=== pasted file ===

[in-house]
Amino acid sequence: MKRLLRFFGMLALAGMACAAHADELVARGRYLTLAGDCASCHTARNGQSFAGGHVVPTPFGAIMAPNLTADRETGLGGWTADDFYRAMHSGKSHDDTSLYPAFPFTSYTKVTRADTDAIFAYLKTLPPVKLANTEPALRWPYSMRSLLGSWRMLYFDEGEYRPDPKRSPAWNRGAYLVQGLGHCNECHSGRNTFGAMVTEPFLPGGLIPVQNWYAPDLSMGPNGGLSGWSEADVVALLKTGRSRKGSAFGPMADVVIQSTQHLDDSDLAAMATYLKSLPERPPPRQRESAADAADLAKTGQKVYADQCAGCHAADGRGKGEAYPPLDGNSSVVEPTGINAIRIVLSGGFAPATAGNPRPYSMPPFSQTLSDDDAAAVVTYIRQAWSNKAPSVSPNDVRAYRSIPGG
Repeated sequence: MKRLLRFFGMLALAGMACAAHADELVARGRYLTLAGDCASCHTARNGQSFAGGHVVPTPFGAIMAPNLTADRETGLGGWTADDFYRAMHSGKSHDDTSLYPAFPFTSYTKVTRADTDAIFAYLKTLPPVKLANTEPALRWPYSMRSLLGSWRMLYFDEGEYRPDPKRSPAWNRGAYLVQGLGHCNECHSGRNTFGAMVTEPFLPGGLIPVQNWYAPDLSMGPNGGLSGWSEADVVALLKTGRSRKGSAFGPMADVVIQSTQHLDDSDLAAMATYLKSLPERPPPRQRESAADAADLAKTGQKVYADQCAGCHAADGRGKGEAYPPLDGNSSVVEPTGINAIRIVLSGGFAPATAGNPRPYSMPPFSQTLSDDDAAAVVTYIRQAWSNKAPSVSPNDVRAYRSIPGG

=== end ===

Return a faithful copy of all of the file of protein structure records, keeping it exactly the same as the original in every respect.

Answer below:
[in-house]
Amino acid sequence: MKRLLRFFGMLALAGMACAAHADELVARGRYLTLAGDCASCHTARNGQSFAGGHVVPTPFGAIMAPNLTADRETGLGGWTADDFYRAMHSGKSHDDTSLYPAFPFTSYTKVTRADTDAIFAYLKTLPPVKLANTEPALRWPYSMRSLLGSWRMLYFDEGEYRPDPKRSPAWNRGAYLVQGLGHCNECHSGRNTFGAMVTEPFLPGGLIPVQNWYAPDLSMGPNGGLSGWSEADVVALLKTGRSRKGSAFGPMADVVIQSTQHLDDSDLAAMATYLKSLPERPPPRQRESAADAADLAKTGQKVYADQCAGCHAADGRGKGEAYPPLDGNSSVVEPTGINAIRIVLSGGFAPATAGNPRPYSMPPFSQTLSDDDAAAVVTYIRQAWSNKAPSVSPNDVRAYRSIPGG
Repeated sequence: MKRLLRFFGMLALAGMACAAHADELVARGRYLTLAGDCASCHTARNGQSFAGGHVVPTPFGAIMAPNLTADRETGLGGWTADDFYRAMHSGKSHDDTSLYPAFPFTSYTKVTRADTDAIFAYLKTLPPVKLANTEPALRWPYSMRSLLGSWRMLYFDEGEYRPDPKRSPAWNRGAYLVQGLGHCNECHSGRNTFGAMVTEPFLPGGLIPVQNWYAPDLSMGPNGGLSGWSEADVVALLKTGRSRKGSAFGPMADVVIQSTQHLDDSDLAAMATYLKSLPERPPPRQRESAADAADLAKTGQKVYADQCAGCHAADGRGKGEAYPPLDGNSSVVEPTGINAIRIVLSGGFAPATAGNPRPYSMPPFSQTLSDDDAAAVVTYIRQAWSNKAPSVSPNDVRAYRSIPGG